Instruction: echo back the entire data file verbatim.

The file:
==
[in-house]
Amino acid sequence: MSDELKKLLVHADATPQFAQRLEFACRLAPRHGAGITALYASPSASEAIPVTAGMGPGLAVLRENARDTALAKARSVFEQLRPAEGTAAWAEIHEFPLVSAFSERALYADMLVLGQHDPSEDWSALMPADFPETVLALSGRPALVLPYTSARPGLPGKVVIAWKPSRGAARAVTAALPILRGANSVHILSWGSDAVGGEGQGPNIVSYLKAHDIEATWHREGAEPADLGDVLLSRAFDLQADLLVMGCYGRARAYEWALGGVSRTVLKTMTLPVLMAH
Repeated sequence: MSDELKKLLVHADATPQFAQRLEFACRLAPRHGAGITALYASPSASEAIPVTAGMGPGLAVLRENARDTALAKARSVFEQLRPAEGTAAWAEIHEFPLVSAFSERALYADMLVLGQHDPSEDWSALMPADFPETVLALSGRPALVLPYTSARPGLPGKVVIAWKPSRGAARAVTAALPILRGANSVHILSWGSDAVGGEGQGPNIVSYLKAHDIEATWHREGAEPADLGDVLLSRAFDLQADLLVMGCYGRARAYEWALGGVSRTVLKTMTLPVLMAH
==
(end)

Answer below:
[in-house]
Amino acid sequence: MSDELKKLLVHADATPQFAQRLEFACRLAPRHGAGITALYASPSASEAIPVTAGMGPGLAVLRENARDTALAKARSVFEQLRPAEGTAAWAEIHEFPLVSAFSERALYADMLVLGQHDPSEDWSALMPADFPETVLALSGRPALVLPYTSARPGLPGKVVIAWKPSRGAARAVTAALPILRGANSVHILSWGSDAVGGEGQGPNIVSYLKAHDIEATWHREGAEPADLGDVLLSRAFDLQADLLVMGCYGRARAYEWALGGVSRTVLKTMTLPVLMAH
Repeated sequence: MSDELKKLLVHADATPQFAQRLEFACRLAPRHGAGITALYASPSASEAIPVTAGMGPGLAVLRENARDTALAKARSVFEQLRPAEGTAAWAEIHEFPLVSAFSERALYADMLVLGQHDPSEDWSALMPADFPETVLALSGRPALVLPYTSARPGLPGKVVIAWKPSRGAARAVTAALPILRGANSVHILSWGSDAVGGEGQGPNIVSYLKAHDIEATWHREGAEPADLGDVLLSRAFDLQADLLVMGCYGRARAYEWALGGVSRTVLKTMTLPVLMAH